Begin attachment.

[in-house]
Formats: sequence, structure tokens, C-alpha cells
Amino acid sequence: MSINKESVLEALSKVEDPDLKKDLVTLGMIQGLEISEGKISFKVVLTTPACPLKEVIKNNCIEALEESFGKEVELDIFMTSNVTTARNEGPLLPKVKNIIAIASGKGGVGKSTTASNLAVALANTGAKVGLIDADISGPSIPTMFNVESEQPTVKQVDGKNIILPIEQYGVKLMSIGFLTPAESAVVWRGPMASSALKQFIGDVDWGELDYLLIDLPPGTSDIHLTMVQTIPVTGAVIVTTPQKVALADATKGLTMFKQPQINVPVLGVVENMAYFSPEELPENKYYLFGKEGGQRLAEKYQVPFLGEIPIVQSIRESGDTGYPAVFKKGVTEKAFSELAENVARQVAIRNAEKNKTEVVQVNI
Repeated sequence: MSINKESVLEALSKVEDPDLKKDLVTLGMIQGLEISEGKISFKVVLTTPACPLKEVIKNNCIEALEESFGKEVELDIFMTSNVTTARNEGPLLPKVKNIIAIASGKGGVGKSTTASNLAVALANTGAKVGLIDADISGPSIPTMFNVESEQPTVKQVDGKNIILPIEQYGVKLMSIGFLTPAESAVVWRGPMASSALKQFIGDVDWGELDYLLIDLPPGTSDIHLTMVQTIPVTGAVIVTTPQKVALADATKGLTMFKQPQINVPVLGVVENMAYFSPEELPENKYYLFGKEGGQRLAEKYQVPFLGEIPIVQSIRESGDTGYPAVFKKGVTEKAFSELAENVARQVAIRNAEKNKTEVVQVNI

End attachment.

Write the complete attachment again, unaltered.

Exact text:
[in-house]
Formats: sequence, structure tokens, C-alpha cells
Amino acid sequence: MSINKESVLEALSKVEDPDLKKDLVTLGMIQGLEISEGKISFKVVLTTPACPLKEVIKNNCIEALEESFGKEVELDIFMTSNVTTARNEGPLLPKVKNIIAIASGKGGVGKSTTASNLAVALANTGAKVGLIDADISGPSIPTMFNVESEQPTVKQVDGKNIILPIEQYGVKLMSIGFLTPAESAVVWRGPMASSALKQFIGDVDWGELDYLLIDLPPGTSDIHLTMVQTIPVTGAVIVTTPQKVALADATKGLTMFKQPQINVPVLGVVENMAYFSPEELPENKYYLFGKEGGQRLAEKYQVPFLGEIPIVQSIRESGDTGYPAVFKKGVTEKAFSELAENVARQVAIRNAEKNKTEVVQVNI
Repeated sequence: MSINKESVLEALSKVEDPDLKKDLVTLGMIQGLEISEGKISFKVVLTTPACPLKEVIKNNCIEALEESFGKEVELDIFMTSNVTTARNEGPLLPKVKNIIAIASGKGGVGKSTTASNLAVALANTGAKVGLIDADISGPSIPTMFNVESEQPTVKQVDGKNIILPIEQYGVKLMSIGFLTPAESAVVWRGPMASSALKQFIGDVDWGELDYLLIDLPPGTSDIHLTMVQTIPVTGAVIVTTPQKVALADATKGLTMFKQPQINVPVLGVVENMAYFSPEELPENKYYLFGKEGGQRLAEKYQVPFLGEIPIVQSIRESGDTGYPAVFKKGVTEKAFSELAENVARQVAIRNAEKNKTEVVQVNI